Join Billy Hollis for an in-depth discussion in this video Design principles in context, part of UX Design for Developers.
- [Instructor] The Universal Principles of Design book arranges principles alphabetically, which makes it good for browsing and reference. However, I tend to group design principles into related families. Here are the four major families that I think are useful with some of the most important principles in each family. We've been working in the visual system family up to now, and I have a bit more to tell you about gestalt principles. Then we'll move on to some of the other families. For now, let's go back to that horribly designed page of sports equipment, and see if we can use design principles to improve it.
For the first step, what if we made the size of the balls different, with rough correspondence to how big they really are? This version is noticeably easier to use when trying to pick out a particular ball. Baseballs and tennis balls are small, so the eye can zero in on them and ignore the larger balls. This is another gestalt principle. It's called, gestalt similarity. The visual system assumes that things of a common size and shape are probably related.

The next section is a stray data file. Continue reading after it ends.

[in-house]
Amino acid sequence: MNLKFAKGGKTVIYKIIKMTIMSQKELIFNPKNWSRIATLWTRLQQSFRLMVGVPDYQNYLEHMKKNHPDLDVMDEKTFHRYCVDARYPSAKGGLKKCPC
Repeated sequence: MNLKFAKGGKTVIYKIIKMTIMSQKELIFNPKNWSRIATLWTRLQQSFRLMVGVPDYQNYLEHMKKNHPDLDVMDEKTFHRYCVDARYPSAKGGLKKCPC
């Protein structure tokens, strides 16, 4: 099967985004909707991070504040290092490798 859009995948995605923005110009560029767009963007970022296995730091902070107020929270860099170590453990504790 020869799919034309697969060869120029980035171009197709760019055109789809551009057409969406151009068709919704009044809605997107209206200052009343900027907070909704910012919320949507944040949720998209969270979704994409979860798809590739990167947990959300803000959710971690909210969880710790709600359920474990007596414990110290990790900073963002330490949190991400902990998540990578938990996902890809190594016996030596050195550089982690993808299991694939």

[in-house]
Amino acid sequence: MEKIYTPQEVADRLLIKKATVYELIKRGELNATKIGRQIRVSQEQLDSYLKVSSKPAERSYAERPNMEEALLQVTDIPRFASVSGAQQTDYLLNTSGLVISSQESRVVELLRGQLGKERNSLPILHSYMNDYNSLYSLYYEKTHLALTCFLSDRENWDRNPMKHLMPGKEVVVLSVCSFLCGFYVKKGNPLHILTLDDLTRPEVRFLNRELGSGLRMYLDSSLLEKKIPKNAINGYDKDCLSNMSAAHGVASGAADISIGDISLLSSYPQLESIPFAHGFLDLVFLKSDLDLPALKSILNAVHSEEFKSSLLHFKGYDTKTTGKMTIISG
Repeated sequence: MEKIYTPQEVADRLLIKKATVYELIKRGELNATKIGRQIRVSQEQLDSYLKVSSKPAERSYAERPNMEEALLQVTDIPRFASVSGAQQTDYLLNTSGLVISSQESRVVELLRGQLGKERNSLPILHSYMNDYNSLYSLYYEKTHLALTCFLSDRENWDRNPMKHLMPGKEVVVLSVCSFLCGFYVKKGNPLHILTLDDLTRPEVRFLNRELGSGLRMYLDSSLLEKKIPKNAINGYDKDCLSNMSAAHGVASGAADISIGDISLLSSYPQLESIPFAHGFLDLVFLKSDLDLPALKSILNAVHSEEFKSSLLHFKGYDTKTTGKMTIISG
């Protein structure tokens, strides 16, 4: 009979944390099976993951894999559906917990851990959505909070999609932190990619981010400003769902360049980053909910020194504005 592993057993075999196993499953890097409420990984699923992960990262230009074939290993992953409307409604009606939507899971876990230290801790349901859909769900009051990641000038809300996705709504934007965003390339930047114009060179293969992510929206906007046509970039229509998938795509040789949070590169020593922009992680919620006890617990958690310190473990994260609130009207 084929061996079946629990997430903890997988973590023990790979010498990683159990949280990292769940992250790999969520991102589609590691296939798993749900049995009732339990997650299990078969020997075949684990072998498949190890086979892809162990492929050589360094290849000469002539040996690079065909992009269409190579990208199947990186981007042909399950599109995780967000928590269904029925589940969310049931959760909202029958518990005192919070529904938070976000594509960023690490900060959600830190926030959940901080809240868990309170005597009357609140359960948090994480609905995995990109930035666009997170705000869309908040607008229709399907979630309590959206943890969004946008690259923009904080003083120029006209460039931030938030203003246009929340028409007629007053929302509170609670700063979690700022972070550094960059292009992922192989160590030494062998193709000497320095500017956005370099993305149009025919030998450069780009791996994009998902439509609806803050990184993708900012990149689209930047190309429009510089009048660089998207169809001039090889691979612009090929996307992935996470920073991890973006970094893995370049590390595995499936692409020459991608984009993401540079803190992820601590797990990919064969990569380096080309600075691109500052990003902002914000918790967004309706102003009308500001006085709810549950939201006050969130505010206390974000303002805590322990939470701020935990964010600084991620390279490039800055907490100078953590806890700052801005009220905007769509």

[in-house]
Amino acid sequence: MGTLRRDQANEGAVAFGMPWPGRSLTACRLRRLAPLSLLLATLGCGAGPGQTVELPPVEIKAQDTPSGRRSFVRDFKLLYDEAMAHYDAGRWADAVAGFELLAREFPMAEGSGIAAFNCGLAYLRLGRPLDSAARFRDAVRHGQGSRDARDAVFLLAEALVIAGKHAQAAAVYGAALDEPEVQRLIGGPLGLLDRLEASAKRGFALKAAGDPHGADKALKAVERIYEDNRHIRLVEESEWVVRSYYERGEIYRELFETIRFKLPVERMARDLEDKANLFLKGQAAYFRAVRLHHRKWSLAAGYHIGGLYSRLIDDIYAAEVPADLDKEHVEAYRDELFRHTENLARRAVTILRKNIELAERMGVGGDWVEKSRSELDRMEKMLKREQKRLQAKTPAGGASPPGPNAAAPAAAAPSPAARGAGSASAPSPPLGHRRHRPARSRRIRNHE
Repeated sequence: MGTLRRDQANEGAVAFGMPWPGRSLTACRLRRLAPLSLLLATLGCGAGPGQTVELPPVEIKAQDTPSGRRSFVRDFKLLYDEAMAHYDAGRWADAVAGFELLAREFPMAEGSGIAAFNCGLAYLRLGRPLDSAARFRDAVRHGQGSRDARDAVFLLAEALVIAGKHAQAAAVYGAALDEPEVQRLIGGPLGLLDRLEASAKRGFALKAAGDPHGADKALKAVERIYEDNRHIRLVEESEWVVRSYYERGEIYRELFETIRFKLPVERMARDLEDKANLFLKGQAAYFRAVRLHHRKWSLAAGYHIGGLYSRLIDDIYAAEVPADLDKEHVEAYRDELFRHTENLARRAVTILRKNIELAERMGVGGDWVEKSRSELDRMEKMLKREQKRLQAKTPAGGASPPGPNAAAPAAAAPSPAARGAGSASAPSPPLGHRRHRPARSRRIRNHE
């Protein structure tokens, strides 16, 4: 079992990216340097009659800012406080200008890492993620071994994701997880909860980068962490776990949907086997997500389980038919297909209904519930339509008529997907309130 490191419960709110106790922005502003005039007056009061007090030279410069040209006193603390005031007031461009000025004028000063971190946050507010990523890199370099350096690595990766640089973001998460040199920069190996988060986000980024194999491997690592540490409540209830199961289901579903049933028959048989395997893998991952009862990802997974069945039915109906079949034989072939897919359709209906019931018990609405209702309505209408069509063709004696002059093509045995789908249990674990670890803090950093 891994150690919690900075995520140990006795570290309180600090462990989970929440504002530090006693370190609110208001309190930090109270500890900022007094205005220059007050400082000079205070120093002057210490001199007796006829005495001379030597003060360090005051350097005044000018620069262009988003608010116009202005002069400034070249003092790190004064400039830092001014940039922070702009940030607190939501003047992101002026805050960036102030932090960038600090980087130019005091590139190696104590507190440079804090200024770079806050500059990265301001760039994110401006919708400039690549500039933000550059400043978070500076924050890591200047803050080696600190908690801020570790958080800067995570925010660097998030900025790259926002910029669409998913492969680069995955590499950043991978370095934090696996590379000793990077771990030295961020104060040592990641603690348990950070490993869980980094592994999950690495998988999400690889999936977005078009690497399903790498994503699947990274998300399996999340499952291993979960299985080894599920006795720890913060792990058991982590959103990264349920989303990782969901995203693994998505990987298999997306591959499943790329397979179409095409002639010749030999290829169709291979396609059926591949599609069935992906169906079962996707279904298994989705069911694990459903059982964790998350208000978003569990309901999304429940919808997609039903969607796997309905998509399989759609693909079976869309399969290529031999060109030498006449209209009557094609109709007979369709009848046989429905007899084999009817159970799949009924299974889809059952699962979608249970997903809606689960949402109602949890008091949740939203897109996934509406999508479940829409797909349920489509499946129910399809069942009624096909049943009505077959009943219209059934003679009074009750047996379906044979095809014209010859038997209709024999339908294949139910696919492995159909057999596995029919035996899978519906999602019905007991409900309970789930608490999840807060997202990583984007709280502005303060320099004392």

To see it in action, focus for a moment on soccer balls. See how your visual system naturally picks them out. They have a consistent size and shape, which the visual system uses to see them as a group. But we've got even more ways to use design principles to make this page better. We saw earlier that proximity causes unconscious grouping, so, bringing all the items of a type together would be better. We can group by color, too. That's another gestalt similarity principle.
Let's put that together, and see what we get. Now we have background color grouping balls of a given type. We have the shape of the ball and the size of the ball, as we did before, to give visual cues, and balls of the same type are mostly close to one another. Here's the original versus the end result. Even to the untutored eye, the one in the lower right is way easier to use, but now you have a much better idea of why it's easier to use. You've just learned four important gestalt principles, by the way, gestalt similarity by size, shape, and color, and gestalt proximity.
Let's go on and look at some principles that are more related to cognitive effort by the user.
- What a well-designed app looks like
- Leveraging cognitive design principles
- Decluttering crowded screens
- Understanding your users' needs
- Recording and analyzing user observations
- Storyboarding your ideas
- Helpful techniques for the design process
- Dealing with conflict in design evaluation
Skill Level Beginner
UX Foundations: Interaction Designwith David Hogue3h 33m Intermediate
How this course will work1m 38s
1. Why UX Design Is Important
2. What Makes a Design Good or Bad?
3. Understanding Users and Their Needs
4. Ideation: Finding, Refining, and Culling Design Ideas
5. Helpful Concepts and Techniques for the Design Process
Next steps2m 24s
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